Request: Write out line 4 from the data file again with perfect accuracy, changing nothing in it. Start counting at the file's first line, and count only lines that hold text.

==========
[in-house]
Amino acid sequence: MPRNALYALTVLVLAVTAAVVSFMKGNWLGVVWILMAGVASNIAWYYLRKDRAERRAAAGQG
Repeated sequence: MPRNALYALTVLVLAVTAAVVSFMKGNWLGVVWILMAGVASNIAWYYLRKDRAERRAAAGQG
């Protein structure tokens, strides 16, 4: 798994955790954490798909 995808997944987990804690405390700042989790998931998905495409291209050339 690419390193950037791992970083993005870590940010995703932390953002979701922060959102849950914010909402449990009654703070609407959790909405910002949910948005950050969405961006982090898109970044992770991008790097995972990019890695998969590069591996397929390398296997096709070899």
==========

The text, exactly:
């Protein structure tokens, strides 16, 4: 798994955790954490798909 995808997944987990804690405390700042989790998931998905495409291209050339 690419390193950037791992970083993005870590940010995703932390953002979701922060959102849950914010909402449990009654703070609407959790909405910002949910948005950050969405961006982090898109970044992770991008790097995972990019890695998969590069591996397929390398296997096709070899």